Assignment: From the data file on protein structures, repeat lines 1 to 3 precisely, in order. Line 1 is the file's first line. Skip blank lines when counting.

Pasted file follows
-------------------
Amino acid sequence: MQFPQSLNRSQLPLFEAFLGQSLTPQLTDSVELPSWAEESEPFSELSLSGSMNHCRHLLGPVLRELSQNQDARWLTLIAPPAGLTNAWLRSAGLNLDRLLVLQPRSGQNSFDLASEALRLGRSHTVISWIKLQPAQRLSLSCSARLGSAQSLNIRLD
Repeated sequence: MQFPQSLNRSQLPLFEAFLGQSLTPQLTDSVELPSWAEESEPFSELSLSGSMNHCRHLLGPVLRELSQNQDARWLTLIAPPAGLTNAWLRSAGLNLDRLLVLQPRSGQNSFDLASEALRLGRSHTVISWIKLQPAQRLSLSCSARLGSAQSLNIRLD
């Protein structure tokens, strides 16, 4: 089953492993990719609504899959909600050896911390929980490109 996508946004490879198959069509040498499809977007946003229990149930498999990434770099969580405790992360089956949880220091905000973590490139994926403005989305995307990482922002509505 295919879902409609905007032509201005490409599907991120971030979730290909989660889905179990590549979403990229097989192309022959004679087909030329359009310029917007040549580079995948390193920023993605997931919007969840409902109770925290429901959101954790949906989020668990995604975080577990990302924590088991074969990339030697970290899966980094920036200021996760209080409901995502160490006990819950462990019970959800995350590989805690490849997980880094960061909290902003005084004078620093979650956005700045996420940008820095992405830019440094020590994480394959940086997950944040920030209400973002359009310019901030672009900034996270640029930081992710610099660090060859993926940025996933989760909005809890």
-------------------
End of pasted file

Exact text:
Amino acid sequence: MQFPQSLNRSQLPLFEAFLGQSLTPQLTDSVELPSWAEESEPFSELSLSGSMNHCRHLLGPVLRELSQNQDARWLTLIAPPAGLTNAWLRSAGLNLDRLLVLQPRSGQNSFDLASEALRLGRSHTVISWIKLQPAQRLSLSCSARLGSAQSLNIRLD
Repeated sequence: MQFPQSLNRSQLPLFEAFLGQSLTPQLTDSVELPSWAEESEPFSELSLSGSMNHCRHLLGPVLRELSQNQDARWLTLIAPPAGLTNAWLRSAGLNLDRLLVLQPRSGQNSFDLASEALRLGRSHTVISWIKLQPAQRLSLSCSARLGSAQSLNIRLD
């Protein structure tokens, strides 16, 4: 089953492993990719609504899959909600050896911390929980490109 996508946004490879198959069509040498499809977007946003229990149930498999990434770099969580405790992360089956949880220091905000973590490139994926403005989305995307990482922002509505 295919879902409609905007032509201005490409599907991120971030979730290909989660889905179990590549979403990229097989192309022959004679087909030329359009310029917007040549580079995948390193920023993605997931919007969840409902109770925290429901959101954790949906989020668990995604975080577990990302924590088991074969990339030697970290899966980094920036200021996760209080409901995502160490006990819950462990019970959800995350590989805690490849997980880094960061909290902003005084004078620093979650956005700045996420940008820095992405830019440094020590994480394959940086997950944040920030209400973002359009310019901030672009900034996270640029930081992710610099660090060859993926940025996933989760909005809890």